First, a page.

The Evolution of Auto-Feed Screwdrivers

The Evolution of Auto-Feed Screwdrivers


For just about any sheathing application – from drywall to backerboard to subfloor installation – there is a tool for the job. Oftentimes, an auto-feed screw system (combination of auto-feed tool and collated screw) is the perfect option.

Auto-feed tools got their start as an upgrade to traditional screwdrivers for drywall applications. Handling loose screws was a challenge for installers as they positioned drywall with one hand and tried to place and drive screws with the other. In response, attachments were introduced which added an auto-feed “head” to a loose screwgun. But these weren’t purpose-built tools, which tended to limit their effectiveness. In 2001, SENCO launched DuraSpin, the first integrated auto-feed screw system.

Drywall contractors were won over by DuraSpin’s increased speed and efficiency (up to four times faster than bulk screwdrivers and loose screws). Auto-feed also resulted in improved workplace safety and reduced lost time and workers’ compensation claims. The ease of use when working overhead or with scaffolding clearly demonstrated the value over loose screws and traditional drivers.

These same benefits – speed and ease-of-use – can be extended to applications like flooring and decking with the use of stand-up attachments. The introduction of SENCO’s corner-fit system, which allows better access and screw placement in tight spaces, as well as innovations such as application specific speeds – 2,500 and 5,000 RPM – and precision locking depth of drive control have further expanded the usefulness of auto-feed systems.

Building codes which call specifically for screws, as well as safety concerns have also played a role in the adoption of auto-feed systems in window installation, tile roofing and a variety of residential and industrial applications. But auto-feed screw systems haven’t been readily accepted in many difficult commercial construction-based metal applications. That is, until now.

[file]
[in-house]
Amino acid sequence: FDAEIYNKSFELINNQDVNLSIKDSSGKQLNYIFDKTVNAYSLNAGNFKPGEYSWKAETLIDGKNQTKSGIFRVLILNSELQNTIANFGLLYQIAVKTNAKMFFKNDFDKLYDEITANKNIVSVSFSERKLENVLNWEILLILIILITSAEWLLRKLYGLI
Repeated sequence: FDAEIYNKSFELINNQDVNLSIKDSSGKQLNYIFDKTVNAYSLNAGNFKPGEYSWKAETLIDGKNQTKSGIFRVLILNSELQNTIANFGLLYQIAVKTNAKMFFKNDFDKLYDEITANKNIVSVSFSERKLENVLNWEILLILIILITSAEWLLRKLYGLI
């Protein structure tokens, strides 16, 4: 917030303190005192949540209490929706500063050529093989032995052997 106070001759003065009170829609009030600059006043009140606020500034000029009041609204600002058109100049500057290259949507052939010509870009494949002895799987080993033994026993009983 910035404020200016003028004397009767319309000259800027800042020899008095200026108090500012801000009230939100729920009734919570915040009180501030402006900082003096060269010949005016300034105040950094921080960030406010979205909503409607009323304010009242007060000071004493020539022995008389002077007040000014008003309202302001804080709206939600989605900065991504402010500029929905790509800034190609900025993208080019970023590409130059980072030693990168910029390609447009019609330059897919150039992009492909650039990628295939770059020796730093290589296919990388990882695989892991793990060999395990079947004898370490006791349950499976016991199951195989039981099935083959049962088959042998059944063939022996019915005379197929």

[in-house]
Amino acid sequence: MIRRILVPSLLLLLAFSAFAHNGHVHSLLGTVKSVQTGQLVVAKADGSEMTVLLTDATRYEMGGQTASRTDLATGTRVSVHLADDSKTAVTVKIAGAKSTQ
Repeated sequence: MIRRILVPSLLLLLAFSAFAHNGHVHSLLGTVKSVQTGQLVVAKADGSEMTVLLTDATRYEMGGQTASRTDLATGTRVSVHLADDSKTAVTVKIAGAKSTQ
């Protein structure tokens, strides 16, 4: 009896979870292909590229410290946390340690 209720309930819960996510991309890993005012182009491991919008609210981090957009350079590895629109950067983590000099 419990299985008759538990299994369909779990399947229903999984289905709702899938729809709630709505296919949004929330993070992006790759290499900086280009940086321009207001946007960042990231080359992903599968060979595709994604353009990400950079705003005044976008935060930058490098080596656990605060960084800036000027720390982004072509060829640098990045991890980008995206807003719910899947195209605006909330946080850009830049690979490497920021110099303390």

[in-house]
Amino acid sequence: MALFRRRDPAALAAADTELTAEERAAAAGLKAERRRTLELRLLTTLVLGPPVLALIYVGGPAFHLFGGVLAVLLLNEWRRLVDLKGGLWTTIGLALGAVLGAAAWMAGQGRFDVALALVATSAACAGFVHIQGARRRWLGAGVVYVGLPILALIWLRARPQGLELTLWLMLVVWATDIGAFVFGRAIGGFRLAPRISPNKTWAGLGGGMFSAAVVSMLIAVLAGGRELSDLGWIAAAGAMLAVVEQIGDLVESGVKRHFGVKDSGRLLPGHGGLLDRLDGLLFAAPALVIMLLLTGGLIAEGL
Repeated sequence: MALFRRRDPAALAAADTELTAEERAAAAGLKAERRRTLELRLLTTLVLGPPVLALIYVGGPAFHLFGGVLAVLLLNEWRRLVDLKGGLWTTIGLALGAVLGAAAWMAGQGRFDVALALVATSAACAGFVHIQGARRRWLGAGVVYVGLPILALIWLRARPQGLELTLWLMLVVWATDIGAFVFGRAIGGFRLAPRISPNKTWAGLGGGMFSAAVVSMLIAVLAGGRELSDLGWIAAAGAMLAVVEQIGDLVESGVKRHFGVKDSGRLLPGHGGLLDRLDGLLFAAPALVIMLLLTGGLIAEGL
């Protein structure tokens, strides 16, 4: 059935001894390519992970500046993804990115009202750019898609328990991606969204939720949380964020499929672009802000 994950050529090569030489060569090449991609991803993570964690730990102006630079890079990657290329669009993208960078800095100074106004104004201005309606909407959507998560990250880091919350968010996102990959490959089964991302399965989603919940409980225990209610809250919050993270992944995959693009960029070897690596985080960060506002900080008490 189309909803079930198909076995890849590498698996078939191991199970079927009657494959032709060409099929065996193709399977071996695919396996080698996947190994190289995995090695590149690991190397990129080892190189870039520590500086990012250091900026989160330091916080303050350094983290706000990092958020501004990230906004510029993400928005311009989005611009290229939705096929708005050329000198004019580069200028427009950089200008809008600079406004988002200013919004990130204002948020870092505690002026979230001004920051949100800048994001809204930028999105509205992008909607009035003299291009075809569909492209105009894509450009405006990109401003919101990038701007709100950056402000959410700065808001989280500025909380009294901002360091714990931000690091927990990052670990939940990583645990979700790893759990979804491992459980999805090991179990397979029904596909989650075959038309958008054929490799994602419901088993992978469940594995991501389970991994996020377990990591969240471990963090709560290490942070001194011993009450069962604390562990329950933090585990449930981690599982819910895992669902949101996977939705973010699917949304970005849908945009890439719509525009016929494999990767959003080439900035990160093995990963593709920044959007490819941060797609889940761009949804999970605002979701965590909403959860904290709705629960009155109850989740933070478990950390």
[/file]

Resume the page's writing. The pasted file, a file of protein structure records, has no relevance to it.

New Channel-Fit Nosepiece Extends Benefits of Auto-Feed Screw Systems to Many New Commercial Metal-to-Metal Fastening Applications

In 2016, SENCO introduced an innovative nosepiece attachment for its DuraSpin products designed specifically for commercial construction professionals. Metal-to-metal fastening applications require any auto-feed system to access recessed channels up to 1.8” deep. SENCO’s Channel Fit Nosepiece was designed to make feeding screws in these environments possible and easier than using loose screws. Typical applications include steel decking, hat channel, wall panel construction, resilient channel, metal truss assembly, window framing and aluminum extrusions.

This first-of-its-kind accessory:

  • can drive screws 1/2” to 1” long
  • ensures proper spacing between fasteners to prevent overlap in tight spaces and to comply with strict commercial codes
  • provides a clear line of sight to improve screw placement in pre-punched holes
  • incorporates grooves to allow shavings and chips under the screw head to escape

Other Advances for Steel Applications

Recently, SENCO received an evaluation report (ESR #3558) from ICC Evaluation Service (ICC-ES) certifying that 24 self-piercing, self-drilling tapping collated screws meet the 2012 and 2015 International Building Code (IBC) and International Residential Code (IRC) codes.

These fasteners, which are now ICC approved for commercial building projects, are commonly used for connections involving cold formed steel framing. Common applications include joining drywall/gypsum sheathing to steel, steel to steel framing, steel sheathing to steel framing, and certain wood to steel sheathing.

Auto-feed screw systems have come a long way since first hitting residential jobsites. Innovations in both tool and screw design mean they can now be used in a wide range of applications, including commercial construction.

If you’re considering an auto-feed screw system, here are some general parameters to guide your choice:


Speed (RPM) Primary Applications Secondary Applications

  • Cordless or corded
  • 1” – 2” fasteners*
Designed for drywall applications

  • Drywall to Wood
  • Drywall to Steel
  • Underlayment
  • Cement Board
  • Subfloor
  • Wood Decking

  • Cordless or corded
  • 2” and 3” models
Designed for driving into dense materials

  • Metal Framing
  • Cement Board
  • Wood Decking (3”)
  • Composite Decking (3”)
  • Sheathing to Steel (3”)
  • Drywall
  • Subfloor
  • Underlayment


*Drive down to ½” fasteners with accessory nosepieces like the channel fit.